The Figures Tell The Whole Story

The column two weeks ago was all about getting results from events. I was bemoaning the fact that with some clubs results seem to take a very poor second place to everything else.

As I said at the time, it’s a niggle that I’ve been wanting to air for ages, but have been reluctant to do so for fear of upsetting some folks. But I’ve been encouraged by the response the subject brought, so I now feel it was the right thing to do.

What really got me going at the time was that I had ridden a trial and had not noticed any envelopes available to address for results. Rather naively I assumed the results would be available on line at the club website, or at least on a neighbouring club’s website. But no! As I write this, the trial has been long gone, well over 10 days, and I’ve no idea what my results was. I had a c*** ride so best I don’t know, but that’s not the issue here.

Which brought up the subject of money, or at least I was going to bring up the financial implications but ran out of space, so let me cover that aspect of trials now.

First of all, I am referring to an ACU club/centre trial, in fact any event below national status. The figures I’m quoting are set in stone at the time of writing and unless indicated otherwise, apply throughout England and Wales.

Prior to the event the club has to purchase an Authorising Permit which costs £15. Insurance is obligatory and costs £2.60 for adult riders and £1.30 for youth riders, per rider. Payment into an ACU Contingency and Legal Expenses Fund is necessary and this is 50p per rider; the ACU Trials Subscription Fee (Levy) is £1.50 per rider.

Local Centres can also demand fees and these can vary, but using my own North West Centre as an example, they require 20p per rider for the Centre Fund and prior to this year, a similar amount for funding of the teams to take part in Inter Centre events.

So, the total per rider for insurance and levies is exactly £5.00. On top of this you have to add the cost of observer’s cards/punch cards, riding numbers, envelopes and postage stamp and a portion of the permit fee. The exact figure is impossible to calculate but is about 50-75p.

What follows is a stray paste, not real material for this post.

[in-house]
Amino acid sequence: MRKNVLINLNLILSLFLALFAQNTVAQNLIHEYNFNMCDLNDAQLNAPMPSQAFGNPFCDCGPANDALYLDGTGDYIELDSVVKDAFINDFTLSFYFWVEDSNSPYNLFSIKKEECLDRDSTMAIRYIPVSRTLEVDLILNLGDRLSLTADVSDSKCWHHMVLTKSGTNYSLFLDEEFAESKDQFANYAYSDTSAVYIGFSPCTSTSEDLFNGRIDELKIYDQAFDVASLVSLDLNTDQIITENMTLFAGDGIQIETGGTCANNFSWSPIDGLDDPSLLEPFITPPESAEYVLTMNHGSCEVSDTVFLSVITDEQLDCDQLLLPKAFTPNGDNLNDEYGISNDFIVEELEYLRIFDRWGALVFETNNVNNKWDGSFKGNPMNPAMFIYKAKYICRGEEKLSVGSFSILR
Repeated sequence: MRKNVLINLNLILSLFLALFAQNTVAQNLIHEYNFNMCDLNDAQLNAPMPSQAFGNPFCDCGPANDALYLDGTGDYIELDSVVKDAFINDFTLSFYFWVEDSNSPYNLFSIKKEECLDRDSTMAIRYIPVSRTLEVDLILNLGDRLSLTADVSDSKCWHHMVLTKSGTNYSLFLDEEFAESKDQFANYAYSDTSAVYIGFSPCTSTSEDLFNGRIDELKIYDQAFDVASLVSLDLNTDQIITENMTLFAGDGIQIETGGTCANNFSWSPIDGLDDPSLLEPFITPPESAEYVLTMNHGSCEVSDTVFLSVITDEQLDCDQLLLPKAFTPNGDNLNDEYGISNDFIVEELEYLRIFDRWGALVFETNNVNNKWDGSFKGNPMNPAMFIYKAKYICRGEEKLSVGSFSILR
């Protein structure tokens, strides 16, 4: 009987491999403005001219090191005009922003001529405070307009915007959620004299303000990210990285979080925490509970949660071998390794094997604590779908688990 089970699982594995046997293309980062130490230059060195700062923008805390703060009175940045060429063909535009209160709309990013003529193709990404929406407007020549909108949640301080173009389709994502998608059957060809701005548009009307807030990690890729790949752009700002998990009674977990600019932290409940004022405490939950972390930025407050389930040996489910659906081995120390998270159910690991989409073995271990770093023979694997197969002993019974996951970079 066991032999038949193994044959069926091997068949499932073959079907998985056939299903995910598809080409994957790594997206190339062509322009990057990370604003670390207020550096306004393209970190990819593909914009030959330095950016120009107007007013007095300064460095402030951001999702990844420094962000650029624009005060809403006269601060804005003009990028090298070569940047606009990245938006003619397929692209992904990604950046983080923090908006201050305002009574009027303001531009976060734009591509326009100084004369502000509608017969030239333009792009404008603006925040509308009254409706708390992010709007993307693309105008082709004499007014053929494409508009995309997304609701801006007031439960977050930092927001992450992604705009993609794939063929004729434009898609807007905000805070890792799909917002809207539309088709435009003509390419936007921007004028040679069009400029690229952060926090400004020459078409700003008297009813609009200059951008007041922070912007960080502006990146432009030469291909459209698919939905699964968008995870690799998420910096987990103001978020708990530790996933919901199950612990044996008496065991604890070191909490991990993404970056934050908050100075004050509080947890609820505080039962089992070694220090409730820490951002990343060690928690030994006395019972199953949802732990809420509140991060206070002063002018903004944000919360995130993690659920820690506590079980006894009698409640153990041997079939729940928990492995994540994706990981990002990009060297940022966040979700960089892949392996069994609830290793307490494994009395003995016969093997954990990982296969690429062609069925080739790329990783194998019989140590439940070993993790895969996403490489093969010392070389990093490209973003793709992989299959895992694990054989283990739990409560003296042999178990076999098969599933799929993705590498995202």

Anyway, let’s be generous and say that the minimum unavoidable expenses in running a trial are £6.00 per rider. This is a minimum figure and I’m the first to accept that there are other costs. Some clubs pay for land and this can vary enormously from £2 per head upwards to £10 per head. Others pay their officials to run the events. Equally, some clubs never pay for land and many officials do the task entirely voluntarily.

Now let me get to the point. I suppose the average club entry fee is between £12 and £16, at least that’s the figure in the north. Now it only takes 30 seconds with a calculator to work out how much profit there can be per trial. On the above calculations the profit for our theoretical trial is £675 and even if the cost per rider was as much as £10, with 75 riders and a £15 entry fee the profit would be £375.

I’m fully aware that making these figures clear will upset some persons, but what I’m getting at is that if a club is prepared to make this type of money (or more) per trial, then it’s only right in my mind, that the promotion of the event in all respects is up to scratch.

Sorry if putting all this up front offends, but it’s no secret, it’s all very clearly spelt out in ACU paperwork. Over to you gents!

Been chatting to Gary Bingley recently who is the Event Co-Ordinator for the World Trial at Carlisle on May 16/17. He is absolutely convinced that this two day event is going to be brilliant. Graham Jarvis and plant contractor Neil Wilson have spent many days crafting the sections and have taken into account every eventuality.

But it’s not just planning sections for dry/wet weather, they’ve shifted soil to create viewing platforms that Gary reckons will enable 3000 people to have uninterrupted viewing of the main showcase sections. As he says, following Hawkstone was always going to be a challenge, and with the recently announced Nevis Range events due over the next three years announced at a time when the Carlisle event is just about coming to fruition, taking some of the attention away from the 2009 rounds, now is the time to remember that a small, select bunch of folks have been hard at work to provide another brilliant British World Round in Cumbria.

Gary is convinced that the trial will be a magnificent success – they’ve even got a huge TV screen for spectators to see the action on, courtesy of the Eddie Stobart Group, and together with all the other sponsors that have come in he is delighted that everything has come together so well.

May 16/17 is the date, so make sure you are there for brilliant world round action near Carlisle in Cumbria.